In Chicago, it’s tricky finding Halloween treats

From the Saturday, Oct. 29, editions of The Daily Journal (Kankakee, Ill.) and The Times (Ottawa, Ill.)

In Chicago, it’s tricky finding Halloween treats


Oct. 29, 2011

It’s been more than 20 years since I went trick-or-treating.

Which is probably a good thing. You know, considering that I’m 35 years old.

Nevertheless, the fact that I haven’t donned a costume to ring doorbells and demand Butterfingers since my early teens did get me thinking once again this week: you just don’t see trick-or-treaters in Chicago.

Not where I live in Wrigleyville, at least. Certainly not in the way I was accustomed to while growing up in Bourbonnais. Back in those days, packs of trick-or-treaters – some with parents, some without – would pretty much roam the neighborhood at will.

It wasn’t particularly structured event, nor did we want it to be. Halloween was an adventure – which is exactly what you should have when you’re dressed up as a superhero or a flesh-eating zombie.

These days, though, what does pass for trick-or-treating in my neighborhood is a much more choreographed production that takes place in the daylight (boo). On Sunday afternoon, businesses along a 12-block stretch of Southport Avenue between Belmont and Irving Park will open their doors from 1 p.m. to 3 p.m. as tiny costumed kids stop by to satiate their sweet tooth.

Or, just as likely, their parents’.

I know, however, that traditional trick-or-treating does take place in the Windy City – somewhere. So this week, I sent a text to my buddy, Harvey, who grew up on Chicago’s North Side farther west from where I live.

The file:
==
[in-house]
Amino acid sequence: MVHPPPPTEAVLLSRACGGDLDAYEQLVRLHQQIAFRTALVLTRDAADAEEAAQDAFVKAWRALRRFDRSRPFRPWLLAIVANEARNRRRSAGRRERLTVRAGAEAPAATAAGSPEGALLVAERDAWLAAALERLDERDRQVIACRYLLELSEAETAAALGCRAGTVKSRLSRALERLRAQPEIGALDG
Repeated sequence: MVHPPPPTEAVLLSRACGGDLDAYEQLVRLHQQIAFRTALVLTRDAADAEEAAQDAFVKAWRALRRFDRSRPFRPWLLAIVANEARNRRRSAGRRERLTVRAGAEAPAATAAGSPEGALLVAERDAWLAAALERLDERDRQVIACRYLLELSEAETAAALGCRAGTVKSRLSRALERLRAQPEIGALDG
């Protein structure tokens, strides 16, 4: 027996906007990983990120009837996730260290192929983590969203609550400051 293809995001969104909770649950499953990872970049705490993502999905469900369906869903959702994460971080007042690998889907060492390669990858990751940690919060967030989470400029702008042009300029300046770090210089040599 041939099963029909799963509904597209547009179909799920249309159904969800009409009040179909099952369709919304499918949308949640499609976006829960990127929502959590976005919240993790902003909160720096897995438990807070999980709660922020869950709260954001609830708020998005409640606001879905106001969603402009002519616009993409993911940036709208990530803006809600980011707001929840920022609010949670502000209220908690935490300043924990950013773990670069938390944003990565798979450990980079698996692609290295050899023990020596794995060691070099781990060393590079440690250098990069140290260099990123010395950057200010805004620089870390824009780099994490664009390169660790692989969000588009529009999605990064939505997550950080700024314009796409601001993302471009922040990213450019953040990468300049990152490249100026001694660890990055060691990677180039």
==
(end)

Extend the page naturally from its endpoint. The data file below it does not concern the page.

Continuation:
“Yeah, for sure,” he wrote back when asked if he trick-or-treated around his family home. “It was a very family-oriented neighborhood.” Although Harvey added the radius to roam was only, “About two blocks. Couldn’t go past Addison, Ashland or Ravenswood … Good times for sure.

“Though the worst was when old ladies gave you an apple or loose change. What the heck were you supposed to do with those?!”

Looking to trick myself into feeling the Halloween rush I felt as a kid, I set out on Tuesday evening to seek a treat at Margie’s Candies. Located at 1960 N. Western Ave., Margie’s celebrates its 80th anniversary this year – but this was my first ever visit to the Chicago institution.

Originally, it was known as the Security Sweet Shop when it founded in 1921 by a Greek immigrant named Peter George Poulos, who handed over the business to his son George not long after. During the shop’s early years, Al Capone allegedly patronized the confectionery – as he seemed to allegedly patronize every place in Chicago during that time.

In 1933, George renamed the sweet shop Margie’s Candies in honor of his wife, whom he had met there. And by the 1940s, with her husband at war, Margie herself was running the business before taking over full control in 1954 when George died of an ulcer.

Twelve years later, Margie’s cemented its place in Chicago lore when after their 1965 concert at Comiskey Park, the Beatles swung by with five girls and ordered several six-scoop “Atomic Sundaes” to share with them.

When I arrived at Margie’s this week, I felt as if I had just walked in to the home of one of those of old ladies that used to give Harvey loose change. Much of the cozy décor – including Tiffany lamps, old-fashioned leather booths and miniature jukeboxes – has remained unchanged since the shop’s early days.

And making like the Fab Four, I ordered myself an Atomic Sundae, albeit with just two scoops. The treat didn’t come in a plastic pumpkin and it wasn’t Halloween candy, but I made it suffice.

After all, finding a place to trick-or-treat in Chicago can make for one Hard Day’s Night.